Our next plan was to learn how to identify trees after their leaves fall. Alicia said the first step is to determine whether a tree is coniferous or deciduous – and the coniferous species were decidedly easier to remember! She showed how Eastern White Cedar needles lay flat and look like the scales of a snake, and that White Pine needle bundles of five are easy to remember because “white” has five letters. Once we had the coniferous trees figured out, Fergus explained the difference between alternate and opposite branching, and how only maple and ash trees have opposite branching. The rest of our walk consisted of looking at trees and assessing their characteristics including their bark patterns, seeds, leaves found on the ground, buds, and habitats. Gordon helped us identify a few remaining fall fungi, explained tree “cankers,” and gave a little lesson on local geology.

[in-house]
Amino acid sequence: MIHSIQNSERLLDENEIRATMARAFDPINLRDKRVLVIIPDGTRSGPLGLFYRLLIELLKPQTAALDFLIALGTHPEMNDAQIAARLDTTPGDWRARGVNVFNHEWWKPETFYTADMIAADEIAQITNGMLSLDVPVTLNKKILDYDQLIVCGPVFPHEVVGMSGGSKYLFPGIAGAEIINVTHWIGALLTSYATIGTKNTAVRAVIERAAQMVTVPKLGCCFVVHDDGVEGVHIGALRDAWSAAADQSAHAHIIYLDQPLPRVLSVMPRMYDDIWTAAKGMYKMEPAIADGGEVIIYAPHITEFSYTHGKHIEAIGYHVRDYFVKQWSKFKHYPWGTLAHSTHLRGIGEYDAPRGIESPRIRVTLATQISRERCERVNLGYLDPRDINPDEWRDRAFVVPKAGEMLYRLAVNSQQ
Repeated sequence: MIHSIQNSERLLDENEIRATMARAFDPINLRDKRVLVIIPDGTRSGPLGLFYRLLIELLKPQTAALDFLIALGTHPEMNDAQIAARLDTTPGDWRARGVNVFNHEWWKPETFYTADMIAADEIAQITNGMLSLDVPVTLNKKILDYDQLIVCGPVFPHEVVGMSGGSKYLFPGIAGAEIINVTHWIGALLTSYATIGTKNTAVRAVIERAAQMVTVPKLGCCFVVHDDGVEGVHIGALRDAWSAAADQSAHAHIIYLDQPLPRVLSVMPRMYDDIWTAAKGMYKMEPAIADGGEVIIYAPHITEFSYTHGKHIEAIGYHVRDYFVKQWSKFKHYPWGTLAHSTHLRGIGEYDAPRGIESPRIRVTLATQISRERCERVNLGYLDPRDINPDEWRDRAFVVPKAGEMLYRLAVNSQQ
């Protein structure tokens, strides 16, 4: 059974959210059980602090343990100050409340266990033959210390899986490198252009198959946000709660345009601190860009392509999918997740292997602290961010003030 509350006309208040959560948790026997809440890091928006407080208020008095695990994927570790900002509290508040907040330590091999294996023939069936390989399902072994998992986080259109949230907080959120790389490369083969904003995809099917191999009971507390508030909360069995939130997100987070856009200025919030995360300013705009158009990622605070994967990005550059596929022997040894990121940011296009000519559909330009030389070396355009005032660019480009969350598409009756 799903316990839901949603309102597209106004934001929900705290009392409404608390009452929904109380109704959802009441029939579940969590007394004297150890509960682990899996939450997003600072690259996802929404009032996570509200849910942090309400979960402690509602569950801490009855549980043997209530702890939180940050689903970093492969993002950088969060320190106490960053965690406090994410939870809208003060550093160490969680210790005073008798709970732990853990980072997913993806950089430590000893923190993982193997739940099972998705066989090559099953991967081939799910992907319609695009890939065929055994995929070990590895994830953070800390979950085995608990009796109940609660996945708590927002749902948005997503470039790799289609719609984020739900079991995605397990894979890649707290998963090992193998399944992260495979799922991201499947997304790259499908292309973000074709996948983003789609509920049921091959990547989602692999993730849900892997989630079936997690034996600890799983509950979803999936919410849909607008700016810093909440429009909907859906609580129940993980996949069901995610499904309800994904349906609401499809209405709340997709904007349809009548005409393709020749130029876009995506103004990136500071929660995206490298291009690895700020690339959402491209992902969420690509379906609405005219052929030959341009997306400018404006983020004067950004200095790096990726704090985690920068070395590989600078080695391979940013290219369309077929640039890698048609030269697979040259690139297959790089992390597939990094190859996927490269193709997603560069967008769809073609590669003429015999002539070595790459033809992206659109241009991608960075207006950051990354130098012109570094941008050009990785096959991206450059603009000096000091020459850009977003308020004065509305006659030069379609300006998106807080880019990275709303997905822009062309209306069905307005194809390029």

An exciting moment saw American Crows, Blue Jays and Black-Capped Chickadees “mobbing,” a possible predator. Fergus explained that mobbing occurs when birds find a hawk or owl and attempt to drive it away by ganging up on it in a noisy “mob,” making the neighbourhood too uncomfortable to hang around. Based on the habitat at the time, it may have been a roosting owl.
We definitely got up close and personal with autumn’s sights and sounds along the Macnamara Trail, and our Young Macnamara took home a pile of great information, thanks to our club experts.